• Translate:

    Utilising graphs, charts, and other visual elements to convey information, data visualisation is a graphical representation of data. Discovering and communicating a dataset’s underlying trends, patterns, and outliers requires the use of data visualisation tools. In the end, the purpose of data visualisation is to uncover trends that may have been missed using a standard spreadsheet and to communicate this information in an understandable manner.

  • Transform:

    Lastly, analysts can highlight the significance of particular metrics, KPIs, or changes that may have occurred during the reporting period by incorporating a narrative alongside insights and visualisation. This is the opportunity to demonstrate what is happening and provide unique insights into why and how you intend to make the data actionable.

    By incorporating these three elements into your reporting style, you can establish trust and transparency by communicating results in a manner that anyone, regardless of technical expertise, can comprehend.


Six Methods for Including Data Storytelling in Reports

Data storytelling is analysing raw data and conveying its significance to the report’s audience. This is achieved with the aid of the following three essential elements:

  1. Find the most important data points in your report first. Start by identifying the most crucial data points in your dataset. This will assist you in concentrating on the most vital information and ensuring that it is included in your data narrative.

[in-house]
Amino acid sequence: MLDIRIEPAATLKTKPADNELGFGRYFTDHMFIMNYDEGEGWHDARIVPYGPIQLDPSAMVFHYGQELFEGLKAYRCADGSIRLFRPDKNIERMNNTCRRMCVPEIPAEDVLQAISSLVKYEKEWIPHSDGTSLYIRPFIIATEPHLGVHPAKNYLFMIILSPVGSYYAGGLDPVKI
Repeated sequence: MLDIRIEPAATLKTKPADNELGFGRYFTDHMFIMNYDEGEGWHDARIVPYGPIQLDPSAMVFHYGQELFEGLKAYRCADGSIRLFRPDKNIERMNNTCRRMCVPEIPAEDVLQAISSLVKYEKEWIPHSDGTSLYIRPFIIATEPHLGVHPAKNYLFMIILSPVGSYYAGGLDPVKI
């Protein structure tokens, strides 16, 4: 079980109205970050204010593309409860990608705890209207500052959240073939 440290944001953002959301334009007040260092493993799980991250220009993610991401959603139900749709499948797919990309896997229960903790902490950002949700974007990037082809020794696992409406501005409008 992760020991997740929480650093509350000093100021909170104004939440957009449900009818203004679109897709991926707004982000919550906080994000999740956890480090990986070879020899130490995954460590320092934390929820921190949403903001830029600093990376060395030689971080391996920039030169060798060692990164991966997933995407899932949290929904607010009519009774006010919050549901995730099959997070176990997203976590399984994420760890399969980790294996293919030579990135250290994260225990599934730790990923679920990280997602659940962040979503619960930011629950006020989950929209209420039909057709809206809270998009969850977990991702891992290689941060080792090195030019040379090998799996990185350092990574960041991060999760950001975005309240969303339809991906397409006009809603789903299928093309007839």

2. Create an accompanying narrative for the data points. Create a narrative to accompany your key data points once you have collected them. This can help to make the data more engaging and understandable to your audience.
  3. Utilise charts and images to clarify the data. Graphs and visuals can facilitate a more effective explanation of the data. This will aid your audience in comprehending the data you are presenting.
  4. Utilise images and videos to illustrate your data points. So it can effectively communicate the significance of the data through images – texts – or bullets that go beyond charts and graphs to reveal the underlying data.
  5. Create a headline that captures the essence of your data-driven narrative. Like any other type of story, a data story requires a captivating headline. The headline should capture the nature of your data narrative and entice readers.
  6. Use key insights to summarise your data narrative. Include key learnings at the conclusion of your data narrative. This will aid your clients in remembering the most crucial points of your data narrative.

Data storytelling is an excellent method for enhancing your company’s data visualisation skills and understanding. By telling data-driven stories, you can demonstrate not only what is happening with your company (and why), but also it is a direct and clean way to convey your message to your audience without further analysis.

Some links to utilise data storytelling on SAP BI Tools